In my endeavor to understand the civil rights movement as I strive to know how to currently pursue racial harmony and to help my children understand it all as well, our family recently went to the National Center for Civil and Human Rights in Atlanta.
I figured I would cry at some point or at least tear up. However, the Lunch Counter Sit-in experience actually broke me. The Center wisely warned that only 13 year olds and above should take a seat at the four person lunch counter replica where you put on headphones, spread out your hands on the counter, close your eyes, and then get a feel for what it was like for those African Americans who dared to enter white-only southern establishments and participate in sit-ins in 1960 in an effort to change the degrading segregated south. Through the headphones you hear a simulation of the angry white crowds from almost 60 years ago that surround you as you sit at the counter making your non-violent stand against segregation. You feel the stool you sit on jerk slightly as the aggressors begin kicking and pulling on it. How did our nation justify this? How did these college-age African Americans find the courage to willingly go into these potentially very hostile situations?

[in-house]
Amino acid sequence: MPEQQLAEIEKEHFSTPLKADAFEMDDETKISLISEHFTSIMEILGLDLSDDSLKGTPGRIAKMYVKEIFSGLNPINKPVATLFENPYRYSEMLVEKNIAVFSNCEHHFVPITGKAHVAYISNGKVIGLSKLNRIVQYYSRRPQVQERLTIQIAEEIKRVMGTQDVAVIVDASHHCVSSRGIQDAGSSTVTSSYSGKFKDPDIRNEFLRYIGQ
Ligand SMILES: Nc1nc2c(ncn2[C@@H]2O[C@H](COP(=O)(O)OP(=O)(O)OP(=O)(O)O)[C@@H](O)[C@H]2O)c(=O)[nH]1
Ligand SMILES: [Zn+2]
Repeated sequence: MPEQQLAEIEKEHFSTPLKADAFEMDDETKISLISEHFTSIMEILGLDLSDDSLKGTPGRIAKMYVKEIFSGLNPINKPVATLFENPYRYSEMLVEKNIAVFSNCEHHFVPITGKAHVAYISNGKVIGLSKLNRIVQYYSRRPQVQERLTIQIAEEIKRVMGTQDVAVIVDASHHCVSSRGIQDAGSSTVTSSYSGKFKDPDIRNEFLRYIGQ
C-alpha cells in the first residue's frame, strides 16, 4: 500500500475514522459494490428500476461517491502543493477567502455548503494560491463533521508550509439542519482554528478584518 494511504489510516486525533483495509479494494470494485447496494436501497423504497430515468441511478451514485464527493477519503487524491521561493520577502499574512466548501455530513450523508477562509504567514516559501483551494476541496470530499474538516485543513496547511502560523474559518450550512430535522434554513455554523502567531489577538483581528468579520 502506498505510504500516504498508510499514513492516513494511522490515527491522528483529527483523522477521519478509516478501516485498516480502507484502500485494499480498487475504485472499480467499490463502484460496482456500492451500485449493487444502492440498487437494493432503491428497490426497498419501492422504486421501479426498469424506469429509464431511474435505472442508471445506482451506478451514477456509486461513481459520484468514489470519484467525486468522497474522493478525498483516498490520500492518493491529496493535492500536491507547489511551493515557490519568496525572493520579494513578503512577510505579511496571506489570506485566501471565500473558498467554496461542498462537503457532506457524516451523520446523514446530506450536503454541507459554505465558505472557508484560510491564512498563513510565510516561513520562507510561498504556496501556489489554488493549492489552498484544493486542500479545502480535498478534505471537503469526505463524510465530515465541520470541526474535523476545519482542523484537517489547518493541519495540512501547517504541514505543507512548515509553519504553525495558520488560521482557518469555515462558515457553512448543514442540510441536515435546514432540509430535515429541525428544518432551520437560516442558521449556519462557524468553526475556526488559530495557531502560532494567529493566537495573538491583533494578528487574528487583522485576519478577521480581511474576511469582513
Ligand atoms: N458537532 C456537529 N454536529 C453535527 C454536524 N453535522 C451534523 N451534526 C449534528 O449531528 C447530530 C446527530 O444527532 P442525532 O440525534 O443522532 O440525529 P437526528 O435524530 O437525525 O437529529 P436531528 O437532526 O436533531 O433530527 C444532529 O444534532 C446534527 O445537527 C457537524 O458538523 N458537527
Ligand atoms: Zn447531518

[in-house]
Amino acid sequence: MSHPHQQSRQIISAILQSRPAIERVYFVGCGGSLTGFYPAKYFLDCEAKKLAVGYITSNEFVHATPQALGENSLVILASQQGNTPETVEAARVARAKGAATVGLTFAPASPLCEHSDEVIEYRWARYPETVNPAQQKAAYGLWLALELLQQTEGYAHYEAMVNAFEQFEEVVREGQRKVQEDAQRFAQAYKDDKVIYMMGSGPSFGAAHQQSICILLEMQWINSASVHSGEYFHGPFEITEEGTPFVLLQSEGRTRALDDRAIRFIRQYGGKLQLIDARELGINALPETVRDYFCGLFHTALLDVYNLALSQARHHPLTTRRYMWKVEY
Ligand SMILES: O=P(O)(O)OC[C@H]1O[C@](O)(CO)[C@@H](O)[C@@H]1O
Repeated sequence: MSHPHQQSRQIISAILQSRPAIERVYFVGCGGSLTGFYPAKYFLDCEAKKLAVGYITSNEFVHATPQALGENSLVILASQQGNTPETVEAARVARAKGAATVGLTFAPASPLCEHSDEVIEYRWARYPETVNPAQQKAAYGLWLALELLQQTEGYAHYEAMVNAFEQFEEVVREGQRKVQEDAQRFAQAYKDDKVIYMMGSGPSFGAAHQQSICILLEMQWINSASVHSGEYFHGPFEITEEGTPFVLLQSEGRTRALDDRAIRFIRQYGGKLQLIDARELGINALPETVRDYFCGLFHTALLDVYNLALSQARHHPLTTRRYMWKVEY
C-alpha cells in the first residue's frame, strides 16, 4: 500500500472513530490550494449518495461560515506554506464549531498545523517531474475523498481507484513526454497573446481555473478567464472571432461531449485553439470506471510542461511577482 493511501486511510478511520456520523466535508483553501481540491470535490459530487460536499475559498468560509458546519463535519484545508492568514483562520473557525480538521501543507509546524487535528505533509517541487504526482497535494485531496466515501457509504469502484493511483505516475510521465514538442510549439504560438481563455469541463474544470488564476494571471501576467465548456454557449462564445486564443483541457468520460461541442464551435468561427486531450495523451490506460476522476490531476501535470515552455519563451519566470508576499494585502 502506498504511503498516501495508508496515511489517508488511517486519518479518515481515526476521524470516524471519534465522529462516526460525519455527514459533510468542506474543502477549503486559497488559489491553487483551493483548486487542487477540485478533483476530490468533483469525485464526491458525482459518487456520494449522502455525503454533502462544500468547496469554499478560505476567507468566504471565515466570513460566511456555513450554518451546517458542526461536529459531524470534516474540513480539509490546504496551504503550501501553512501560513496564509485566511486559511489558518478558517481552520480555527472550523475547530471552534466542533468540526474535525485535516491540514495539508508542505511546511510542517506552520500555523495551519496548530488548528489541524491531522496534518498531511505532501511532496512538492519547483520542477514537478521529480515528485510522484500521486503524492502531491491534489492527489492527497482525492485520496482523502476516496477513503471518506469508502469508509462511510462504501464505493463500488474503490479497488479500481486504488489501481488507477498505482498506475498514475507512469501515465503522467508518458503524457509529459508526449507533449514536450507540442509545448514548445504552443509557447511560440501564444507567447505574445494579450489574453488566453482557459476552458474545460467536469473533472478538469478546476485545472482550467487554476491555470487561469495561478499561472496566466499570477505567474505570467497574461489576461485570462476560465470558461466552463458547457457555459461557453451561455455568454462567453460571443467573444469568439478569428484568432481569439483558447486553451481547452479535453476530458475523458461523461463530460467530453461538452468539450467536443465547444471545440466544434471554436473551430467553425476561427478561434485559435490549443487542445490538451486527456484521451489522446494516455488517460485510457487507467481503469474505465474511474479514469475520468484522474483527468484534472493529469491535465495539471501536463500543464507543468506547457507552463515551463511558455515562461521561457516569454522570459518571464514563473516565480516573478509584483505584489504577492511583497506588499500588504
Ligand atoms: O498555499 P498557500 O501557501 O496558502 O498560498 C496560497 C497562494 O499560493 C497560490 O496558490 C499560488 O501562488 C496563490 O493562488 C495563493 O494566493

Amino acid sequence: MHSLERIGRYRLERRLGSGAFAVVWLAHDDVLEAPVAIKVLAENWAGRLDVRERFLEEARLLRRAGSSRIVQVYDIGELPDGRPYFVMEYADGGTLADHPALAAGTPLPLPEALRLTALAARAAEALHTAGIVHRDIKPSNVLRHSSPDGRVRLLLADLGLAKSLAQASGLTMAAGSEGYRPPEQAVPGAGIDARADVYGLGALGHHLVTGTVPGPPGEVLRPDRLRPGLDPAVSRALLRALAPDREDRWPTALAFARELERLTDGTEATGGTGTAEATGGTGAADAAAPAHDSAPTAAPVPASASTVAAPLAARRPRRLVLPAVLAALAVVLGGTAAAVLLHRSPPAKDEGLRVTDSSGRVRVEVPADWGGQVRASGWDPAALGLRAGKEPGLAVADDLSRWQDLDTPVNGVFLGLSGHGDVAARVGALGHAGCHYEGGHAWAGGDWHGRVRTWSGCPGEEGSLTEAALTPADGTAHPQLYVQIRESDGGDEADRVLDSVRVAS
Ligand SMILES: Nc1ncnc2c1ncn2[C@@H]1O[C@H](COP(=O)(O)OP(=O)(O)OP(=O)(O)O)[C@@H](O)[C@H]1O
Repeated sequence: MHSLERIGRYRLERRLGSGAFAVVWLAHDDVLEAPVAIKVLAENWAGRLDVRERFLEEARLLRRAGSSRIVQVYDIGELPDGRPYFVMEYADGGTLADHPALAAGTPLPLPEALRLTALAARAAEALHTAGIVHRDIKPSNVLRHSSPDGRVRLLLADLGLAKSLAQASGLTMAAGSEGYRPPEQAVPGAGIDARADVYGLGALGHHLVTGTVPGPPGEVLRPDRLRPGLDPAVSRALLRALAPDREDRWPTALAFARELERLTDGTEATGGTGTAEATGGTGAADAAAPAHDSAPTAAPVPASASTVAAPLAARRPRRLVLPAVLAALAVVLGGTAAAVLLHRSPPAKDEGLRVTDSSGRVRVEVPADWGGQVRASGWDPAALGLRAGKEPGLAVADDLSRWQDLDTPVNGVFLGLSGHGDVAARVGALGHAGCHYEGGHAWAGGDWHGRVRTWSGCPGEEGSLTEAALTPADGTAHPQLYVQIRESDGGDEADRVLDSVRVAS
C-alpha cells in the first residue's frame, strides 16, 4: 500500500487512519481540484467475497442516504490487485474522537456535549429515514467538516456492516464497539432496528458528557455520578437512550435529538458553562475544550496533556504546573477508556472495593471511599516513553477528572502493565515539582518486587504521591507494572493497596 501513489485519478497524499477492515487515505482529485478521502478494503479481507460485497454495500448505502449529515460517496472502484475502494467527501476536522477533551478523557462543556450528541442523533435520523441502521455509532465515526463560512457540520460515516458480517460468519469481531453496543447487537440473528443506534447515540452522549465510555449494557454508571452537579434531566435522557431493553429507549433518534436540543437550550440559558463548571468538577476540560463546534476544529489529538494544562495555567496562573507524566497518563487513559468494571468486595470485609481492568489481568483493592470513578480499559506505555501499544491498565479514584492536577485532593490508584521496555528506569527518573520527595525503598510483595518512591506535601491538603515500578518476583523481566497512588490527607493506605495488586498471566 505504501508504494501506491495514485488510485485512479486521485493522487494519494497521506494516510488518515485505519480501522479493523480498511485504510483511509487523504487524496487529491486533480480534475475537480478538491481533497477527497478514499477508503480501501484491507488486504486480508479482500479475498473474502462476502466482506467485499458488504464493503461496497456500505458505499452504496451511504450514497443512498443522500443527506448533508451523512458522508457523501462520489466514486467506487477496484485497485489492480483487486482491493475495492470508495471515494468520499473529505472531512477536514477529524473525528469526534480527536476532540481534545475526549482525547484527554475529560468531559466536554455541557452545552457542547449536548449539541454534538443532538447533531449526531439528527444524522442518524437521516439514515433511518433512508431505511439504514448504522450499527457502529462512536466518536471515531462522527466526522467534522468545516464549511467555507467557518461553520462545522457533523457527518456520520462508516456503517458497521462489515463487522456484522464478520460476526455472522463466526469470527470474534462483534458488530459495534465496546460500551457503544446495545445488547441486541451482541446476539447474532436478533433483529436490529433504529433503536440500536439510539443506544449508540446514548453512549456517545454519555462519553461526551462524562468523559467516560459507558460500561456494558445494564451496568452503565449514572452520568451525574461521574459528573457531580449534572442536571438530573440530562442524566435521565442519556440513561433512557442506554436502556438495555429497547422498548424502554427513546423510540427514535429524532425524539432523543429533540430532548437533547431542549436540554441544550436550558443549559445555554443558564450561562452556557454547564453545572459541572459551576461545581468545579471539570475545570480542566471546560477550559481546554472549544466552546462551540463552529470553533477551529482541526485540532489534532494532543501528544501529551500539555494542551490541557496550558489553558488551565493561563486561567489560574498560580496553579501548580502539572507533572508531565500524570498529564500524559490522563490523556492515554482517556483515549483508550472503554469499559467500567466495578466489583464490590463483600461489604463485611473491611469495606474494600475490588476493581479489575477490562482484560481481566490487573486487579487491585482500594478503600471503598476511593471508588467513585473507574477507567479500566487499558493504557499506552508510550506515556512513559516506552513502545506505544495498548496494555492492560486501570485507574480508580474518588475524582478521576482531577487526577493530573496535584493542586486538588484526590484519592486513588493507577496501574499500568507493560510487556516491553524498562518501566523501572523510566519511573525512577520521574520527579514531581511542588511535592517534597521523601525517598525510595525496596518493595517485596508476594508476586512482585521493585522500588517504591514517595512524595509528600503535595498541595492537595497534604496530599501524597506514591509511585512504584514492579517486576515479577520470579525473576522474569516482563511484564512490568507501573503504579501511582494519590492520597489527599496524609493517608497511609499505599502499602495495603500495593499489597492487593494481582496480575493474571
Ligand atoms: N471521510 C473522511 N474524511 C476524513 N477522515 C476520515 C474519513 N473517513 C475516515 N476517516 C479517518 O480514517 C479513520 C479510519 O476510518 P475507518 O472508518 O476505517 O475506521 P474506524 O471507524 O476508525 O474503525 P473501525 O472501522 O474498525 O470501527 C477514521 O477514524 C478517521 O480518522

May we as humans never forget how hateful we can be. May we be warned that we are still capable of such hate if we do not guard our hearts, read the Word of God, and obey it. May we as humans never forget the courage and strength we possess by God’s common grace to overcome horrendous circumstances. May we never doubt that change can come through courageous acts of individuals. People just like you and me.
You and I might never sit at a lunch counter and risk our safety, but we may have to sit with a friend or family member and have a risky conversation about racial matters that could jeopardize the relationship. Racial harmony will most likely only come when individuals step out of their comfort zone and encourage others to do the same. The National Center for Civil and Human Rights highlighted people from all walks of life who emerged from their comfort zone so we can live in a better world today.
While we no longer have Jim Crow laws, in my experience some African Americans often still feel marginalized. I ask you to talk to those in your sphere about these matters and understand what people have experienced. My guess is you might be surprised by what you learn. I sure have been these last few months as this issue has been heavy on my heart and mind and often surfaces in conversations.
I pray God awakens in each of us a deep love for those with different skin tones than we personally have. A love that moves us to action and increased unity especially between African Americans and whites. May we truly be one nation, under God, INDIVISIBLE.